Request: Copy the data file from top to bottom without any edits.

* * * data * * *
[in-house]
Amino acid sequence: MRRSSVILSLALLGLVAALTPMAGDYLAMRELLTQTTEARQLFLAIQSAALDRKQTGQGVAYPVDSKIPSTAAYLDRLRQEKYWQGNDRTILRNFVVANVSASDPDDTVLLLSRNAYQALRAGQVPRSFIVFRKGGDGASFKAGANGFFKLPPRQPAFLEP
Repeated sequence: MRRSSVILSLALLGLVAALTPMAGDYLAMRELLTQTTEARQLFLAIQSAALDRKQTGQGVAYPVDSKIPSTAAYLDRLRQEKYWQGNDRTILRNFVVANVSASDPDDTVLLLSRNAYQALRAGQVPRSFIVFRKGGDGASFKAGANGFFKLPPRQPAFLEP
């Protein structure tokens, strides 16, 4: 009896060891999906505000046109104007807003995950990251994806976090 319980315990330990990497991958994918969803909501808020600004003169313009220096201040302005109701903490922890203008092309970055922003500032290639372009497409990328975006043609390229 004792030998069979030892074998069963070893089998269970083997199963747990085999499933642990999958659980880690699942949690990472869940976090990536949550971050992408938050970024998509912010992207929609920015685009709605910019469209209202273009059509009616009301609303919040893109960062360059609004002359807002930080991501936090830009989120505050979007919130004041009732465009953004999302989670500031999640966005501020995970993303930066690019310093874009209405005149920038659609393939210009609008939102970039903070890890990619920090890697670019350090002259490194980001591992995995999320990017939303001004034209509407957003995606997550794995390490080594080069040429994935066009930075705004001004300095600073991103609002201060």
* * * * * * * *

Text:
[in-house]
Amino acid sequence: MRRSSVILSLALLGLVAALTPMAGDYLAMRELLTQTTEARQLFLAIQSAALDRKQTGQGVAYPVDSKIPSTAAYLDRLRQEKYWQGNDRTILRNFVVANVSASDPDDTVLLLSRNAYQALRAGQVPRSFIVFRKGGDGASFKAGANGFFKLPPRQPAFLEP
Repeated sequence: MRRSSVILSLALLGLVAALTPMAGDYLAMRELLTQTTEARQLFLAIQSAALDRKQTGQGVAYPVDSKIPSTAAYLDRLRQEKYWQGNDRTILRNFVVANVSASDPDDTVLLLSRNAYQALRAGQVPRSFIVFRKGGDGASFKAGANGFFKLPPRQPAFLEP
């Protein structure tokens, strides 16, 4: 009896060891999906505000046109104007807003995950990251994806976090 319980315990330990990497991958994918969803909501808020600004003169313009220096201040302005109701903490922890203008092309970055922003500032290639372009497409990328975006043609390229 004792030998069979030892074998069963070893089998269970083997199963747990085999499933642990999958659980880690699942949690990472869940976090990536949550971050992408938050970024998509912010992207929609920015685009709605910019469209209202273009059509009616009301609303919040893109960062360059609004002359807002930080991501936090830009989120505050979007919130004041009732465009953004999302989670500031999640966005501020995970993303930066690019310093874009209405005149920038659609393939210009609008939102970039903070890890990619920090890697670019350090002259490194980001591992995995999320990017939303001004034209509407957003995606997550794995390490080594080069040429994935066009930075705004001004300095600073991103609002201060």